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Gender Bending Fashion



Every time I travel to another city, I make it a goal of mine to visit a local museum (or aquarium but that is a different article). This summer I had the absolute privilege of visiting the Boston Museum of Fine Arts (MFA). Tb be quite honest, I was just there to see the ancient Egyptian and Greek exhibitions but then I ran into the “Gender Bending Fashion” exhibition. Little did I know, this would become the highlight of my entire trip to Boston! Follow along as I give you a little preview.

The ‘Gender Bending Fashion‘ exhibition “examines a rich history of fashion disrupting, blurring, and redefining conventions and expectations around the relationship between gender and dress. ” While viewing the garments within this exhibit, you can also track the societal shifts of the past century through changing gender roles, increasing visibility of LGBTQIA+ communities, and the rise of social media as a powerful tool for self-expression.

To some, fashion could just be the clothes they bought at the local shopping mall. In reality, fashion has always been a nonverbal communication, a opening into our own identity. Fashion will always be a way to observe societal shifts within the realms of sexuality, race, activism, social justice, and pop culture.

Gender-bending sartorial choices may be a reflection of gender identify or of sexuality, yet each individual’s narrative is uniquely theirs. Male-identified heterosexuals can choose to wear skirts and still be every bit as straight as a man in a suit, yet the social rules associated with skirt-wearing prompt certain assumptions about a man in a dress.

Michelle Tolini Finamore

As you move through the exhibit, you will be taken on a journey through the the various boundaries that have been pushed and broken in order to pave a path forward for our world today. Along the way you will be given an insight into the early hours of binary disruption. One of my favorite pieces you will see is the Viktor&Rolf snoeren suit from the famous “One Woman Show” collection, inspired by the gender non-conforming style of Tilda Swinton.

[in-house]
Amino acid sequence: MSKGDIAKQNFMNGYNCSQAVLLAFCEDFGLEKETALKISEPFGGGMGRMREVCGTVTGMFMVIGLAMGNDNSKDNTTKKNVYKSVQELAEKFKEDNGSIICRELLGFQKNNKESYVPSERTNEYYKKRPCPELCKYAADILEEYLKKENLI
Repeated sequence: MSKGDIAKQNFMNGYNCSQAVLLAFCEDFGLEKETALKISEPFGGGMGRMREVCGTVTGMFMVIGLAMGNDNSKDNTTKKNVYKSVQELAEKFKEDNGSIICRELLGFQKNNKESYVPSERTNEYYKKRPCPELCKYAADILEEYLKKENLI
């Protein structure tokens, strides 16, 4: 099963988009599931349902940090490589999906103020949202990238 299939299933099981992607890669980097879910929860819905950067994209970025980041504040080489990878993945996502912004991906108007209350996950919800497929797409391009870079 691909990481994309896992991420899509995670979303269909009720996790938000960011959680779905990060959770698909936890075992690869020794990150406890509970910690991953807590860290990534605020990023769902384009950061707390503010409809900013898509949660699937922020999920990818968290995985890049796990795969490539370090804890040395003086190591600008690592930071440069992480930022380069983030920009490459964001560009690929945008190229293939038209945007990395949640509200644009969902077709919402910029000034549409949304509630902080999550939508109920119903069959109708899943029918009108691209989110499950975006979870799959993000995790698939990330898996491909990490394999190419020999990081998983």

Did you know that women were not allowed to wear pants on the U.S Senate floor until 1993? The MFA exhibit argues the case that the power of pants throughout history as proven to be one of the most compelling narratives related to gender. “The transition to bifurcated garments did not come without struggle and paralleled cultural changes such as woman’s suffrage and increased movement int the workforce and public social spaces.” This exhibit in part tells the story of one of the best known black entertainers of the 1920s Harlem Renaissance lesbian blues singer, Gladys Bentley. Gladys had a distinct style for her time often wearing tuxedos. You will also be provided with modern references such as some pieces worn by one of our favorites, Janelle Monáe.

As you continue through the halls of this exhibit, you will learn about the emergence of the suited woman, the male peacock style, men wearing skirts, and today’s movement into a world beyond gendered clothing. I don’t want to give away to much, as I sincerely hope you take the time to visit this exhibition. However, I will say that you are going to walk through one of the most beautiful exhibits you have ever seen. The journey you take through the ideas of gender and the way fashion has moved our history will likely bring you to tears.

It makes much more sense to just not put any particular value on gender. Be happy and be yourself. Enjoy. Perhaps the ‘post gender’ term means we are bored of tagging. We are men, woman, trans. We are whatever. Garments that take the best of ourselves, make us dream, and make us feel comfortable and happy today.

Palomo Spain

The amount of broken ceilings this exhibit will walk you through is incredible. Marlene DietrichDavid BowieBilly Porter, and our LGBTQ+ brothers and sisters are just some of the many boundary breakers who are credited within this exhibit.

The “Gender Bending Fashion” exhibition is open from March 21st until August 25th at the Boston Museum of Fine Arts. Members of the museum have free access inside the museum. I realize that you do not have very much time left, but if you can make it… I HIGHLY recommend you do it. If you can’t make it, check out this slideshow for a small preview. The MFA is open 7 days a week!

Click here to purchase your tickets!

I hope you all enjoy the exhibit! Let me know what you think in the comments. I would love to hear from you. Until next time! Stay safe everyone.

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